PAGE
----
The safety of life at sea is IMO's primary objective. Passenger ship safety has always, therefore, been a high priority. The Titanic disaster of 1912 led to the first SOLAS treaty being adopted and there have been many revisions to regulations since then, both in response to major incidents and as a result of a pro-active approach to keeping the regulations up-to-date.
Response to Costa Concordia incident
IMO's Maritime Safety Committee (MSC) responded quickly to the Costa Concordia incident of January 2012, agreeing interim recommended operational measures for passenger ships at its meeting in May 2012.
In November 2012, the MSC agreed that rules to require passenger safety drills to take place prior to, or immediately upon, departure should be made mandatory. It also updated the interim recommended measures and a long-term action plan.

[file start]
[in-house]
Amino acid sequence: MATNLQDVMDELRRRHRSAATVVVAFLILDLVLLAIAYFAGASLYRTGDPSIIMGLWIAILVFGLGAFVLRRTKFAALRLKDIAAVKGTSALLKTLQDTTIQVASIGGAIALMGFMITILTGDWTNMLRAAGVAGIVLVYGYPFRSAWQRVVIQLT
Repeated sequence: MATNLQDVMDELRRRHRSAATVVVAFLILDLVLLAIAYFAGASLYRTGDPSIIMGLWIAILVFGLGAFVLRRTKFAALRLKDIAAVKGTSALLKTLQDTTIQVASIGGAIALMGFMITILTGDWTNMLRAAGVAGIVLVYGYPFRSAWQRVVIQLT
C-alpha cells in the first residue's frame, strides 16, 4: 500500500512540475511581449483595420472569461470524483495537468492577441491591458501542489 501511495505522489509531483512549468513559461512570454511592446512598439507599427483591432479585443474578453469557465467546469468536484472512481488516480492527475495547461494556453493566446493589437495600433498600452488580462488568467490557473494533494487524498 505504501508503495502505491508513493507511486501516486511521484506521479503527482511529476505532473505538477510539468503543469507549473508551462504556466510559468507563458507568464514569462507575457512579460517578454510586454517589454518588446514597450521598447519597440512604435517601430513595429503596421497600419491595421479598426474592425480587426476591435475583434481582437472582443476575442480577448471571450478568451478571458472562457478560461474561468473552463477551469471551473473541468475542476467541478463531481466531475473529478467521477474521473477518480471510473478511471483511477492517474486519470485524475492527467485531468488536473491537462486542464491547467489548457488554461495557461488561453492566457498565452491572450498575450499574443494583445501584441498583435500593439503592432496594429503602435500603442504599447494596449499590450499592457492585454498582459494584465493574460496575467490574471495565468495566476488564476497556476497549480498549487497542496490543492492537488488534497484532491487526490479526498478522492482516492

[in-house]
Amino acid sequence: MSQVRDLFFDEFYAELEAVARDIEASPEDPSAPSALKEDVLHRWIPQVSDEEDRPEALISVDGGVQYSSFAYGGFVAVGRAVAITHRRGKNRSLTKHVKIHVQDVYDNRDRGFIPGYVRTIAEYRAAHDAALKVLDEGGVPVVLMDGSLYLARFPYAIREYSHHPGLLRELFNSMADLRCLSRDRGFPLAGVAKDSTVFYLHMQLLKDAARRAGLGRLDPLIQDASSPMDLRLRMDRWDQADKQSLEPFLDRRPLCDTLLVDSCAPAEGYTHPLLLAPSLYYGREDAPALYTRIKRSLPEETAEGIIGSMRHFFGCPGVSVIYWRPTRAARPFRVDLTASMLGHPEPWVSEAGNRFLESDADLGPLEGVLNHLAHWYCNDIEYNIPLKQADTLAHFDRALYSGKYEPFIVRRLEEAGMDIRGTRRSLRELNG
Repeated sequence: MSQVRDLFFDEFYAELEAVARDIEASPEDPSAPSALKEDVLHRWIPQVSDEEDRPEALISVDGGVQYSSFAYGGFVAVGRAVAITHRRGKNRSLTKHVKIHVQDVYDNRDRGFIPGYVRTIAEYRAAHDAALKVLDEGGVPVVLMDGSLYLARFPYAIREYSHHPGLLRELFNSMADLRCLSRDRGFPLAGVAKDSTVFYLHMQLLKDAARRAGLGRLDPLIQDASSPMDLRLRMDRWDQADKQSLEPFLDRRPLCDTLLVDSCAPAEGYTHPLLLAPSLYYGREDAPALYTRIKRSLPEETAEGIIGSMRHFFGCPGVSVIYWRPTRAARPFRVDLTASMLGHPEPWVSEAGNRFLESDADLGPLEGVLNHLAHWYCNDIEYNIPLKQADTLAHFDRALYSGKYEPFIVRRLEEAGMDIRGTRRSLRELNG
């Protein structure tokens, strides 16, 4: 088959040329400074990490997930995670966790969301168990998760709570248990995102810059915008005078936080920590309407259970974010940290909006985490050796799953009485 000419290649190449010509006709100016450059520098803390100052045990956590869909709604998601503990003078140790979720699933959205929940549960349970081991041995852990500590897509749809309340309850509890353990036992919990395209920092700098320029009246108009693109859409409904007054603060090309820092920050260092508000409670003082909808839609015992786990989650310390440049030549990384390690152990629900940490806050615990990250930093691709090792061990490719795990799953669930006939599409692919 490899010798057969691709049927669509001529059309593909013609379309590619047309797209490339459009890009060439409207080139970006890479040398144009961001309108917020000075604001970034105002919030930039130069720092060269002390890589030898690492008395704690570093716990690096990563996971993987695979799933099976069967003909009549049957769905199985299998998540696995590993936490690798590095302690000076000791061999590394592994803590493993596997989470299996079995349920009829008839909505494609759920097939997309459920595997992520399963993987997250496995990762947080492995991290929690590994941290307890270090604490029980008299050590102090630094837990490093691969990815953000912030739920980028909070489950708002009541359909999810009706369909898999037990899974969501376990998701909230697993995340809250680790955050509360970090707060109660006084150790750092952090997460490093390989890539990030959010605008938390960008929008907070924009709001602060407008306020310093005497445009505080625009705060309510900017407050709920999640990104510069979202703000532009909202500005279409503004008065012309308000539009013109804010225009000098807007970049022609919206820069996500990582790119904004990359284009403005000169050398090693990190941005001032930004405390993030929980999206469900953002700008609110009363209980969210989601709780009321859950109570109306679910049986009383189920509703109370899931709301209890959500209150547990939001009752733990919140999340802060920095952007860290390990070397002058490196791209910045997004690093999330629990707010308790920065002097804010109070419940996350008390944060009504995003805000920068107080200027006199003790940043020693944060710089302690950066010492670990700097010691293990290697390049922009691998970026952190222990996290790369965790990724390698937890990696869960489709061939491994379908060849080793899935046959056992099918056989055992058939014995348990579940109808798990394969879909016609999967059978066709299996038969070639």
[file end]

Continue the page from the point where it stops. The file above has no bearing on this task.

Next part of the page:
Review of passenger ship safety - amendments adopted in 2006
In 2010, a package of SOLAS amendments adopted in 2006 entered into force, affecting passenger ships built after 1 July 2010. The amendments were the result of a comprehensive review of passenger ship safety initiated in 2000 with the aim of assessing whether the current regulations were adequate, in particular for the large passenger ships being built. Increased emphasis is placed on reducing the chances of accidents occurring and on improved survivability, embracing the concept of the ship "as its own best lifeboat".
Click here for article on the passenger ship safety initiative and the amendments adopted in 2006.